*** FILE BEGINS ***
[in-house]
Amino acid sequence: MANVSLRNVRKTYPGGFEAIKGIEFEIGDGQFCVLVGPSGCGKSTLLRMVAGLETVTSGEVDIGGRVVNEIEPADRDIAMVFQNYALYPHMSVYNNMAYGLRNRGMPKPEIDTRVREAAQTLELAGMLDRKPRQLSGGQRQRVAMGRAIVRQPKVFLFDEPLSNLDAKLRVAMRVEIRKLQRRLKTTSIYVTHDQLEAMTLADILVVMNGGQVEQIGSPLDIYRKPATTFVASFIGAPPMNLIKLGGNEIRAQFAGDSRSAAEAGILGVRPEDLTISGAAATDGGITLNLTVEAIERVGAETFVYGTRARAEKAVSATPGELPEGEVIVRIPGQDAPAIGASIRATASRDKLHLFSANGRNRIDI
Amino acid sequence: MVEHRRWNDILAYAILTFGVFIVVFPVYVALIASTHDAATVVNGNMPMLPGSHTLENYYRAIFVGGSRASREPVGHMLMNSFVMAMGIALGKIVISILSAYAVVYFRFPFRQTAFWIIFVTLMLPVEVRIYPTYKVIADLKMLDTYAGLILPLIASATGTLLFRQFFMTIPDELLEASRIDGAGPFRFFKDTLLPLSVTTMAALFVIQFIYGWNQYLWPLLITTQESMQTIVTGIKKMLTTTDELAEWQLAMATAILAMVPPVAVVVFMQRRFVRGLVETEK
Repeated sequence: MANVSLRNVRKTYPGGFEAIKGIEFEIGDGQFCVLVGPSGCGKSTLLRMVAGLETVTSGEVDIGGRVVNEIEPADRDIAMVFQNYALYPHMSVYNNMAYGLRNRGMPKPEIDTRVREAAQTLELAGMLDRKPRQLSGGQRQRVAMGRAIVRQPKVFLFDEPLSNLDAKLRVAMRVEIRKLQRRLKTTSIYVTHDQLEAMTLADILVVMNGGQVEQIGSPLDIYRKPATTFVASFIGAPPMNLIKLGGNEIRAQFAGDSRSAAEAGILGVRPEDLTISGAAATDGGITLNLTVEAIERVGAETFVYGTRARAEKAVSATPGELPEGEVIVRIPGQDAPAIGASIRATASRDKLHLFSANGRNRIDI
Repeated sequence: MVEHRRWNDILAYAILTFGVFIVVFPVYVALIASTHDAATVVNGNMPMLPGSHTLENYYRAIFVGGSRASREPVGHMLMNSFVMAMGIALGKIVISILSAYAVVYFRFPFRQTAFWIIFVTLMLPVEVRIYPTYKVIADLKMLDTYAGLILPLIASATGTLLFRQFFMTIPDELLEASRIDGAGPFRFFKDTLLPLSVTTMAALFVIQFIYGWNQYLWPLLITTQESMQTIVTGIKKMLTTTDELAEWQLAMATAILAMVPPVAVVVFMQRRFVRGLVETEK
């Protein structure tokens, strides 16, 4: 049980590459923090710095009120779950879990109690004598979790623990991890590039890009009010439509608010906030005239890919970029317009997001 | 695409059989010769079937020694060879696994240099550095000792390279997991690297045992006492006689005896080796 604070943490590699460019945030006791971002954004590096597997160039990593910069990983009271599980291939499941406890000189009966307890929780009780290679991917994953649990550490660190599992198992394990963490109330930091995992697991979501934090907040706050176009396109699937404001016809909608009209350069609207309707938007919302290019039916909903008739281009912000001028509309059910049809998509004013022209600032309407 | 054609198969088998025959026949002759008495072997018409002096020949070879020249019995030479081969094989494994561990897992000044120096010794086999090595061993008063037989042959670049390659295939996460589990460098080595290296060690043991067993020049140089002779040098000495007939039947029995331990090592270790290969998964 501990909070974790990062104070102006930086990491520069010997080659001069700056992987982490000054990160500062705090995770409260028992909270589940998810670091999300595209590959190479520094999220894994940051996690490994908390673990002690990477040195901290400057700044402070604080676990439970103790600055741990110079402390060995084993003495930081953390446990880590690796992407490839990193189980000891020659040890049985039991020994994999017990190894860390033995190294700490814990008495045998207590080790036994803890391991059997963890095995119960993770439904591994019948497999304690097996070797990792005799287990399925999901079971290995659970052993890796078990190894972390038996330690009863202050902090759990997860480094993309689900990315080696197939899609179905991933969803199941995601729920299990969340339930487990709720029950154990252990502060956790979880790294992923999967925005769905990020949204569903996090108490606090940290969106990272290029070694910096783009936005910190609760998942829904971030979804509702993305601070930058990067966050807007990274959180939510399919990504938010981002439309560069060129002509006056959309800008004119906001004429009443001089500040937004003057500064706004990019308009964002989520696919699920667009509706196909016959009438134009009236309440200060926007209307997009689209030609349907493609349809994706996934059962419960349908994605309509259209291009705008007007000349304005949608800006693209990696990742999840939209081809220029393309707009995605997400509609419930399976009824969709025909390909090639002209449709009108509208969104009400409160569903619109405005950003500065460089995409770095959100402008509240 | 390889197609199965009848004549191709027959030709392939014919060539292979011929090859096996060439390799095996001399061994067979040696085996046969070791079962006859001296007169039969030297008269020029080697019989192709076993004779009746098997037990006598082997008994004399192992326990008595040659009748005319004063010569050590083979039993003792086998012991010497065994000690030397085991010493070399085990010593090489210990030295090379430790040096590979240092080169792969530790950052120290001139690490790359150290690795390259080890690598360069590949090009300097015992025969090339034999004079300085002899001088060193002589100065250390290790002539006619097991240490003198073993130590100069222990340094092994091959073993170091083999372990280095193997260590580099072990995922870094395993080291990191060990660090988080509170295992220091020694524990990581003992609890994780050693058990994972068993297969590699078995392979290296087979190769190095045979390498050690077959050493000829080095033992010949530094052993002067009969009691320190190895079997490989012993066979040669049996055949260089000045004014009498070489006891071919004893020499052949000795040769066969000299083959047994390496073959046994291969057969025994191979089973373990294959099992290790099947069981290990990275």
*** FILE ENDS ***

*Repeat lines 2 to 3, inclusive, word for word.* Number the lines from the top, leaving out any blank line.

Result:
Amino acid sequence: MANVSLRNVRKTYPGGFEAIKGIEFEIGDGQFCVLVGPSGCGKSTLLRMVAGLETVTSGEVDIGGRVVNEIEPADRDIAMVFQNYALYPHMSVYNNMAYGLRNRGMPKPEIDTRVREAAQTLELAGMLDRKPRQLSGGQRQRVAMGRAIVRQPKVFLFDEPLSNLDAKLRVAMRVEIRKLQRRLKTTSIYVTHDQLEAMTLADILVVMNGGQVEQIGSPLDIYRKPATTFVASFIGAPPMNLIKLGGNEIRAQFAGDSRSAAEAGILGVRPEDLTISGAAATDGGITLNLTVEAIERVGAETFVYGTRARAEKAVSATPGELPEGEVIVRIPGQDAPAIGASIRATASRDKLHLFSANGRNRIDI
Amino acid sequence: MVEHRRWNDILAYAILTFGVFIVVFPVYVALIASTHDAATVVNGNMPMLPGSHTLENYYRAIFVGGSRASREPVGHMLMNSFVMAMGIALGKIVISILSAYAVVYFRFPFRQTAFWIIFVTLMLPVEVRIYPTYKVIADLKMLDTYAGLILPLIASATGTLLFRQFFMTIPDELLEASRIDGAGPFRFFKDTLLPLSVTTMAALFVIQFIYGWNQYLWPLLITTQESMQTIVTGIKKMLTTTDELAEWQLAMATAILAMVPPVAVVVFMQRRFVRGLVETEK